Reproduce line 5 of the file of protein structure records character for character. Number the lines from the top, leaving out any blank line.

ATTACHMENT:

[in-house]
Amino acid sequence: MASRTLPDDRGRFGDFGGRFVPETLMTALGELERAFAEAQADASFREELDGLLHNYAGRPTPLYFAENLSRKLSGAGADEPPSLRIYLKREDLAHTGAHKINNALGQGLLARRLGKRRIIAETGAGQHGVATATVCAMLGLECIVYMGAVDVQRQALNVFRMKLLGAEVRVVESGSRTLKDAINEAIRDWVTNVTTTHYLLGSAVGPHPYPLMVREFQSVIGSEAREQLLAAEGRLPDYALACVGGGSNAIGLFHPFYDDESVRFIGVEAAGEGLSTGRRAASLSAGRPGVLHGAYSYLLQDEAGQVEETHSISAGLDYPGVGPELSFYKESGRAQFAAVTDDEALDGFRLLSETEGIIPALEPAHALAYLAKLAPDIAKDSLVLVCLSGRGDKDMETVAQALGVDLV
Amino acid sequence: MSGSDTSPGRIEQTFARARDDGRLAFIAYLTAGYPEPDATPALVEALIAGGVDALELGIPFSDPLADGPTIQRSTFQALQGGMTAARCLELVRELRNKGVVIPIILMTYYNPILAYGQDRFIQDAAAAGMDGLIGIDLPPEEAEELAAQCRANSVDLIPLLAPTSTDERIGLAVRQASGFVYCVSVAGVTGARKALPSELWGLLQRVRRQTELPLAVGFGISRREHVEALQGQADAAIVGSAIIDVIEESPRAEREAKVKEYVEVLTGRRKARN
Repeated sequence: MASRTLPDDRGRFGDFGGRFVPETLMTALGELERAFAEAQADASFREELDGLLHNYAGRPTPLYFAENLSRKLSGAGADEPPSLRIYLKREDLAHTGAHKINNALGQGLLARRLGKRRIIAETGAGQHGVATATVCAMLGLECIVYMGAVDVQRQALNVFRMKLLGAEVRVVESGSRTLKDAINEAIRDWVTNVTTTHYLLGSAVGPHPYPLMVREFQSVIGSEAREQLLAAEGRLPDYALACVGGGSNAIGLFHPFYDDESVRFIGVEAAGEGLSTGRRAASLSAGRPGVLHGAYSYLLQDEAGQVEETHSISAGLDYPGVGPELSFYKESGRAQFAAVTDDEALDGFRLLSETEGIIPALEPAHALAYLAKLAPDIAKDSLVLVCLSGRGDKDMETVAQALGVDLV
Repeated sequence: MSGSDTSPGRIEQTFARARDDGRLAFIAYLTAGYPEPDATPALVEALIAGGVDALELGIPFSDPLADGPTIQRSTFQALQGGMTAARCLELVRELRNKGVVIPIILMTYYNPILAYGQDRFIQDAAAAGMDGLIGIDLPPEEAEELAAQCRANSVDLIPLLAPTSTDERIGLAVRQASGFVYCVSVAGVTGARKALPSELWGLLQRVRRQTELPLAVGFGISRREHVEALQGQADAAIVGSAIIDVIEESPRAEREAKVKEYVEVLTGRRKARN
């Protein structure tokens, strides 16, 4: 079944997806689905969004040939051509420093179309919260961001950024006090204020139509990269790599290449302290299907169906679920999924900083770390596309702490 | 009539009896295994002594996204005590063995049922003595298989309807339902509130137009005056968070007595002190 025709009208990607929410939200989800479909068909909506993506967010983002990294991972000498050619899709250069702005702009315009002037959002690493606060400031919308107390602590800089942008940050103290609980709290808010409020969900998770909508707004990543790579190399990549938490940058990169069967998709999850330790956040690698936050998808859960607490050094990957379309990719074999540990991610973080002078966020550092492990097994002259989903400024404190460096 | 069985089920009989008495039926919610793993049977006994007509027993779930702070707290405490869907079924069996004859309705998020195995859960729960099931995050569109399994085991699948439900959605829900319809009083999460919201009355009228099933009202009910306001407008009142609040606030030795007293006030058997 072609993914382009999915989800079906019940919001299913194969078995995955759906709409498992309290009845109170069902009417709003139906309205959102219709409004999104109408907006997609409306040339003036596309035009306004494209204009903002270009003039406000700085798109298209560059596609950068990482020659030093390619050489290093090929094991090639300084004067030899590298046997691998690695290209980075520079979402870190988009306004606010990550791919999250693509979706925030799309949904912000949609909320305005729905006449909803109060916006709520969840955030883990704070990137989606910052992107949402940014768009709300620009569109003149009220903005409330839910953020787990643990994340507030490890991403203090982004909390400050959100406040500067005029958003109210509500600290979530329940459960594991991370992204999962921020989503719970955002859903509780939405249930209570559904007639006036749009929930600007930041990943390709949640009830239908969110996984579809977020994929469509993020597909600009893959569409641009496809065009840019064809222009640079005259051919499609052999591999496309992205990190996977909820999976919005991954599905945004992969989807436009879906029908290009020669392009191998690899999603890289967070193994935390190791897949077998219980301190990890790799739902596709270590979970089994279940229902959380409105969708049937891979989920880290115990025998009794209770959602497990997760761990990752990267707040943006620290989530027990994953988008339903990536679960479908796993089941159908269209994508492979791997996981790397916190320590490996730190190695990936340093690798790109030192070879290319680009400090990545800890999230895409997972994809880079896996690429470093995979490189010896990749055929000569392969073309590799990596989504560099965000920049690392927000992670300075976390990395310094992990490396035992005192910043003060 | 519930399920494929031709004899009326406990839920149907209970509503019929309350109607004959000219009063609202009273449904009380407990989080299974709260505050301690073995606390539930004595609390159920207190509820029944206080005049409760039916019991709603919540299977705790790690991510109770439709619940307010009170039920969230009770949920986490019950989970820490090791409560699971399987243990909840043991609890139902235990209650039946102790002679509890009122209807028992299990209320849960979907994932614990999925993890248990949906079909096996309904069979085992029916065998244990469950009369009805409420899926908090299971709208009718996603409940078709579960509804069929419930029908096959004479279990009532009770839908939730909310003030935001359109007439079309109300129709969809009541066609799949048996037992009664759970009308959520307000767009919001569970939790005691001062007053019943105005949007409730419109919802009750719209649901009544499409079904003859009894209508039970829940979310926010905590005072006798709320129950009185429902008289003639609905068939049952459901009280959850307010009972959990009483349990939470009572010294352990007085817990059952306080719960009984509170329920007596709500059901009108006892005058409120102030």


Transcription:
Repeated sequence: MSGSDTSPGRIEQTFARARDDGRLAFIAYLTAGYPEPDATPALVEALIAGGVDALELGIPFSDPLADGPTIQRSTFQALQGGMTAARCLELVRELRNKGVVIPIILMTYYNPILAYGQDRFIQDAAAAGMDGLIGIDLPPEEAEELAAQCRANSVDLIPLLAPTSTDERIGLAVRQASGFVYCVSVAGVTGARKALPSELWGLLQRVRRQTELPLAVGFGISRREHVEALQGQADAAIVGSAIIDVIEESPRAEREAKVKEYVEVLTGRRKARN